different vehicle steering patterns depending on the plot areas and shape that can be used along
     with other field systems.

  d. Sensors and Remote Sensing—Sensors mounted on farm vehicles can help collect data from a
     remote location. This data can help in evaluating soil nutrient levels and crop health. Sensors
     embedded in the soil can help report weather conditions and monitor soil moisture. These
     sensors have emerged as a major use case in assessing optimal times to water, fertilise, or spray
     pesticides over crops. Using IIoT, the farmer can now have data on the best time to spray fertiliser
     or pesticide and where.

  e. Agricultural Drones—Also known as Unmanned Aerial Vehicles (UAVs), agricultural drones are
      short-range flying objects that can help monitor crop growth, thereby, increasing crop productivity.
      These devices are fitted with sensors and digital imaging capabilities and can collect data that can
      then be analysed and delivered as useful insights to farmers on a hand-held device.


Table of Contents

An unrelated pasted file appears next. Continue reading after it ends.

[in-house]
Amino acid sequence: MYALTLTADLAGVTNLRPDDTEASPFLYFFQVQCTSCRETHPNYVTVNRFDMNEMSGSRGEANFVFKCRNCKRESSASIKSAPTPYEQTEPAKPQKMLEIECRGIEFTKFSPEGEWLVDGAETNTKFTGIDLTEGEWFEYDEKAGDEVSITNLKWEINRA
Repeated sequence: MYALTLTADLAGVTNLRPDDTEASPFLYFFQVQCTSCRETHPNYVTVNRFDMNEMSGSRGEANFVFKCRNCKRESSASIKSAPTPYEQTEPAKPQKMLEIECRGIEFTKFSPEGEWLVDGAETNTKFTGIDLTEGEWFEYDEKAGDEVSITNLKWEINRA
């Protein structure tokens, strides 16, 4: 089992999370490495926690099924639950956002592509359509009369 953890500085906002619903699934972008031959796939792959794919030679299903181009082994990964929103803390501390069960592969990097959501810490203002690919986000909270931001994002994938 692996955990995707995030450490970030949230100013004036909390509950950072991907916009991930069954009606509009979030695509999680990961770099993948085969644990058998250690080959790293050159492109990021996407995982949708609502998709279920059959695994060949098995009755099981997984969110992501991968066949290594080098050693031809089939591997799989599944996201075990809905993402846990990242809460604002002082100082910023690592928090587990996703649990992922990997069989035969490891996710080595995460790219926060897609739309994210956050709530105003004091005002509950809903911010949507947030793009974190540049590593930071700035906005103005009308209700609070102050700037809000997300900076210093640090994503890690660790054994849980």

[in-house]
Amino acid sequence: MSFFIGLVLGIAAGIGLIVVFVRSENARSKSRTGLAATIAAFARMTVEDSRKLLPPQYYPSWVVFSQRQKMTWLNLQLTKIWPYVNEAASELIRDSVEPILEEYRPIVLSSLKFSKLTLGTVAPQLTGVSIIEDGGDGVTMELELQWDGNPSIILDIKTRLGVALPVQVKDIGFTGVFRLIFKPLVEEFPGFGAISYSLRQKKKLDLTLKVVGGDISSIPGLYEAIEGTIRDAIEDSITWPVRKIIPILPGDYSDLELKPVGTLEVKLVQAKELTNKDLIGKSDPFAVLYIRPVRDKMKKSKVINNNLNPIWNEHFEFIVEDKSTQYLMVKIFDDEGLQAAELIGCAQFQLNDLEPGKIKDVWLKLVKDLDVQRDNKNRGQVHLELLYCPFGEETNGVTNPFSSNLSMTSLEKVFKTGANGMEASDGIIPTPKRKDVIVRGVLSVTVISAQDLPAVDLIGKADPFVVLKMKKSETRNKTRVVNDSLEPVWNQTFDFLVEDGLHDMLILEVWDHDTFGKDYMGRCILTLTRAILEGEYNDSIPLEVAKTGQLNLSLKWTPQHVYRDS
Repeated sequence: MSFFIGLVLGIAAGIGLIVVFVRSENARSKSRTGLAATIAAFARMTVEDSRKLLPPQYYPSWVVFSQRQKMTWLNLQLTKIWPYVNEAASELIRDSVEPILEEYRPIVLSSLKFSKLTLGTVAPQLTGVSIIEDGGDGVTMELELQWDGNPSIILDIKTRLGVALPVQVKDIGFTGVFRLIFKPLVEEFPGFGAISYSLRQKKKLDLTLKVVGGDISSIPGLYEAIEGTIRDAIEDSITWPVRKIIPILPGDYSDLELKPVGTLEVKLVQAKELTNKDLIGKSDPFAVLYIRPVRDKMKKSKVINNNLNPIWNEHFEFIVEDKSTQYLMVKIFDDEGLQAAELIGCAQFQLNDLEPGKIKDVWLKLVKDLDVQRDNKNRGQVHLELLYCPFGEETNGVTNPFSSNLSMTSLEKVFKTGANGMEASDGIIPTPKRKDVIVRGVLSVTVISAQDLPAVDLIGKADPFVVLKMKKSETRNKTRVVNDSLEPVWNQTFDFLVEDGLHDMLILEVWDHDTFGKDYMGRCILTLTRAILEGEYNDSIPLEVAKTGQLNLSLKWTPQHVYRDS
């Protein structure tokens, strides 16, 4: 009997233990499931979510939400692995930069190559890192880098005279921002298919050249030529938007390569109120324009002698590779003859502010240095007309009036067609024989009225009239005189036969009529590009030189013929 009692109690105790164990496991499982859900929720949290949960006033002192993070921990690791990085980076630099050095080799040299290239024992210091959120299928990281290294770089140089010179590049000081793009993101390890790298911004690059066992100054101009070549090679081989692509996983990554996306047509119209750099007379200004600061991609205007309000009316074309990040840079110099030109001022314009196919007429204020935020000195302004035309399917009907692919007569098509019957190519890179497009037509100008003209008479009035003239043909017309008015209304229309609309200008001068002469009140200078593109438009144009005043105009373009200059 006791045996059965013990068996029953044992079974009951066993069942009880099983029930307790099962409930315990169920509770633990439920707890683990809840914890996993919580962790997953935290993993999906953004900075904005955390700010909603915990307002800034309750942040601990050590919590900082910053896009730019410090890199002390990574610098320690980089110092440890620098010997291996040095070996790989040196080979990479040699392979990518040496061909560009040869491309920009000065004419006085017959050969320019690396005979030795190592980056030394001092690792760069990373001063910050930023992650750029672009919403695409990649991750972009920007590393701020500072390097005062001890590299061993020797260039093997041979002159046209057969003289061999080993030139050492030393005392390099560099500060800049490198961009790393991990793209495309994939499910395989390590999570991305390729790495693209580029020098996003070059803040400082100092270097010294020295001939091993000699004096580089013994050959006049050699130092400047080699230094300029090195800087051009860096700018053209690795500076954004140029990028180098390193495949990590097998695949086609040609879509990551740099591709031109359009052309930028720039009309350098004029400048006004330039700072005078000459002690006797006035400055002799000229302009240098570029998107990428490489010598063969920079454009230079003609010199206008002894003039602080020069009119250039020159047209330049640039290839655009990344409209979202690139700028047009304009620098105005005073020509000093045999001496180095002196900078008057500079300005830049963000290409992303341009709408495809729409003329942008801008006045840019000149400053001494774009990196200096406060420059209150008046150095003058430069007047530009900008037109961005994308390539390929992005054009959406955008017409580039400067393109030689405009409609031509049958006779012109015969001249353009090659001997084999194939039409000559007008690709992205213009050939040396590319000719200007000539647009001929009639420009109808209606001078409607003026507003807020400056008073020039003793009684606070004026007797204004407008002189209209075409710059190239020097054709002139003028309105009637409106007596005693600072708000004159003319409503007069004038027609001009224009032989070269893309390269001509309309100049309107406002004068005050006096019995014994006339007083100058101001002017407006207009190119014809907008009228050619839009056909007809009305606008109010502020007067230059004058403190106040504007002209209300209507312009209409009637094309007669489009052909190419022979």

Executive SummaryKey FindingsIndustrial Internet of Things—A Research PerspectiveIIoT—Emerging Themes in the Industrial EnvironmentIIoT—Key Attributes of a Smart Factory Frost & Sullivan’s Value Proposition in IIOTFrost & Sullivan’s Value Proposition in IIOT (continued)Key Questions This Study Will AnswerIntroducing the Concept of IIoT in AgricultureIIoT in Agriculture—Key Topics Covered in This StudySmart Digital Farm—An OverviewEvolution of Smart Agriculture Why is Digitization Important for Agriculture?Farming 4.0 EcosystemIIoT in Agriculture—Key Technologies and PotentialKey Benefits of IIoT in the Agricultural Value ChainTop Areas Where IIoT Can Make a Difference in AgriculturePrecision AgricultureDigital Livestock Management Smart IrrigationIIoT in AquacultureIIoT in Forestry and HorticultureSmart Warehousing, Logistics, and DistributionIIoT in Farm Fleet ManagementDigital Initiatives by Agricultural OEMsJohn Deere—Precision Agriculture SolutionsNew Holland—Smart Fleet ManagementAGCO—Precision AgricultureEmerging Trends and Business Models in AgricultureDeconstructing the use of Drones-as-a-Data-Service in AgricultureEquipment-as-a-service (Eaas)Workload Automation—Emergence of Driverless technologiesGlobal Scenario in Smart Agriculture Outcome-based AgricultureAgricultural RoboticsSmart Farming—Global InitiativesGrowth OpportunitiesDigital Transformation—A Global OpportunityDigital Transformation—A Global Opportunity (continued)Strategic Imperatives for Success and Growth Key Challenges to AdoptionData Ownership in Smart FarmingInteroperability of Different StandardsMaking Sense of the Big Data From AgricultureThe Last WordKey Strategic ShiftsLegal DisclaimerThe Frost & Sullivan StoryThe Frost & Sullivan StoryValue Proposition: Future of Your Company & CareerGlobal PerspectiveIndustry Convergence360º Research PerspectiveImplementation ExcellenceOur Blue Ocean Strategy